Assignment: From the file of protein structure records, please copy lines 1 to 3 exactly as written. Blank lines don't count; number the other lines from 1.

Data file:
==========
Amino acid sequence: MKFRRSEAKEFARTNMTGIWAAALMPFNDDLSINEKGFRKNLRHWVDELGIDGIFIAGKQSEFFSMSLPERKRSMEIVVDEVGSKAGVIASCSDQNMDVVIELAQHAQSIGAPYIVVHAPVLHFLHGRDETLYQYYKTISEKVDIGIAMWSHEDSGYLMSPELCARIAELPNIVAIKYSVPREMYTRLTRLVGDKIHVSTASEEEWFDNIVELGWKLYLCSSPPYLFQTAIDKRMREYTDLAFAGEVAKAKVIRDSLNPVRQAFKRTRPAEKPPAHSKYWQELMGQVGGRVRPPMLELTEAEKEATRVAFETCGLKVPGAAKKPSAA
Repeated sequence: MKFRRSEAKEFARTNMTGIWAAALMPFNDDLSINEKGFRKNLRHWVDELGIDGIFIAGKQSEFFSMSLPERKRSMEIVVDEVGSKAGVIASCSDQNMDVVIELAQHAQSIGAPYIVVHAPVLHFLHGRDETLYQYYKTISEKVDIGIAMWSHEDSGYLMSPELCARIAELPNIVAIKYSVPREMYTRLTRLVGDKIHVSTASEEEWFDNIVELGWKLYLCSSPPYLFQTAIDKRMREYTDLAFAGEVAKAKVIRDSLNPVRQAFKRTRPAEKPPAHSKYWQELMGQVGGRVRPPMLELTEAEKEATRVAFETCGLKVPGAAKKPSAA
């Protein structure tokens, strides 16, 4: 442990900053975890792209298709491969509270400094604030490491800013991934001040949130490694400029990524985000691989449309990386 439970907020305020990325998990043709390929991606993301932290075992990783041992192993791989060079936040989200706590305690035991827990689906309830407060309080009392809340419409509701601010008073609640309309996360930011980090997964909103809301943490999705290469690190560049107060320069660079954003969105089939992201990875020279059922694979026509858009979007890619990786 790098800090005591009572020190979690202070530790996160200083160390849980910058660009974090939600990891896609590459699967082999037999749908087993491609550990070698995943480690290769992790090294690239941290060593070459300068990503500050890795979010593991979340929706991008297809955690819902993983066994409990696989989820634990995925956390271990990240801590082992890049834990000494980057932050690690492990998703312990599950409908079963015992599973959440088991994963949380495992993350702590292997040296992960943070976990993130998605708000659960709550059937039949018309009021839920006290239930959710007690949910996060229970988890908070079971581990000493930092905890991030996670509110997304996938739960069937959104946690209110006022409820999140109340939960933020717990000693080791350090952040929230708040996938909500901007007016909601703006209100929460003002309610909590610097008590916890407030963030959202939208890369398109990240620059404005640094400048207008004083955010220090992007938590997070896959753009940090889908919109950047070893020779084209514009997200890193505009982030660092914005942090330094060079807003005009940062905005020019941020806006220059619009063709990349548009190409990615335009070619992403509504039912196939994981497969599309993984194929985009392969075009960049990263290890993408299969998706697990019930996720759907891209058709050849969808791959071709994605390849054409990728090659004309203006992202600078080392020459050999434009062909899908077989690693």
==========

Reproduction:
Amino acid sequence: MKFRRSEAKEFARTNMTGIWAAALMPFNDDLSINEKGFRKNLRHWVDELGIDGIFIAGKQSEFFSMSLPERKRSMEIVVDEVGSKAGVIASCSDQNMDVVIELAQHAQSIGAPYIVVHAPVLHFLHGRDETLYQYYKTISEKVDIGIAMWSHEDSGYLMSPELCARIAELPNIVAIKYSVPREMYTRLTRLVGDKIHVSTASEEEWFDNIVELGWKLYLCSSPPYLFQTAIDKRMREYTDLAFAGEVAKAKVIRDSLNPVRQAFKRTRPAEKPPAHSKYWQELMGQVGGRVRPPMLELTEAEKEATRVAFETCGLKVPGAAKKPSAA
Repeated sequence: MKFRRSEAKEFARTNMTGIWAAALMPFNDDLSINEKGFRKNLRHWVDELGIDGIFIAGKQSEFFSMSLPERKRSMEIVVDEVGSKAGVIASCSDQNMDVVIELAQHAQSIGAPYIVVHAPVLHFLHGRDETLYQYYKTISEKVDIGIAMWSHEDSGYLMSPELCARIAELPNIVAIKYSVPREMYTRLTRLVGDKIHVSTASEEEWFDNIVELGWKLYLCSSPPYLFQTAIDKRMREYTDLAFAGEVAKAKVIRDSLNPVRQAFKRTRPAEKPPAHSKYWQELMGQVGGRVRPPMLELTEAEKEATRVAFETCGLKVPGAAKKPSAA
């Protein structure tokens, strides 16, 4: 442990900053975890792209298709491969509270400094604030490491800013991934001040949130490694400029990524985000691989449309990386 439970907020305020990325998990043709390929991606993301932290075992990783041992192993791989060079936040989200706590305690035991827990689906309830407060309080009392809340419409509701601010008073609640309309996360930011980090997964909103809301943490999705290469690190560049107060320069660079954003969105089939992201990875020279059922694979026509858009979007890619990786 790098800090005591009572020190979690202070530790996160200083160390849980910058660009974090939600990891896609590459699967082999037999749908087993491609550990070698995943480690290769992790090294690239941290060593070459300068990503500050890795979010593991979340929706991008297809955690819902993983066994409990696989989820634990995925956390271990990240801590082992890049834990000494980057932050690690492990998703312990599950409908079963015992599973959440088991994963949380495992993350702590292997040296992960943070976990993130998605708000659960709550059937039949018309009021839920006290239930959710007690949910996060229970988890908070079971581990000493930092905890991030996670509110997304996938739960069937959104946690209110006022409820999140109340939960933020717990000693080791350090952040929230708040996938909500901007007016909601703006209100929460003002309610909590610097008590916890407030963030959202939208890369398109990240620059404005640094400048207008004083955010220090992007938590997070896959753009940090889908919109950047070893020779084209514009997200890193505009982030660092914005942090330094060079807003005009940062905005020019941020806006220059619009063709990349548009190409990615335009070619992403509504039912196939994981497969599309993984194929985009392969075009960049990263290890993408299969998706697990019930996720759907891209058709050849969808791959071709994605390849054409990728090659004309203006992202600078080392020459050999434009062909899908077989690693």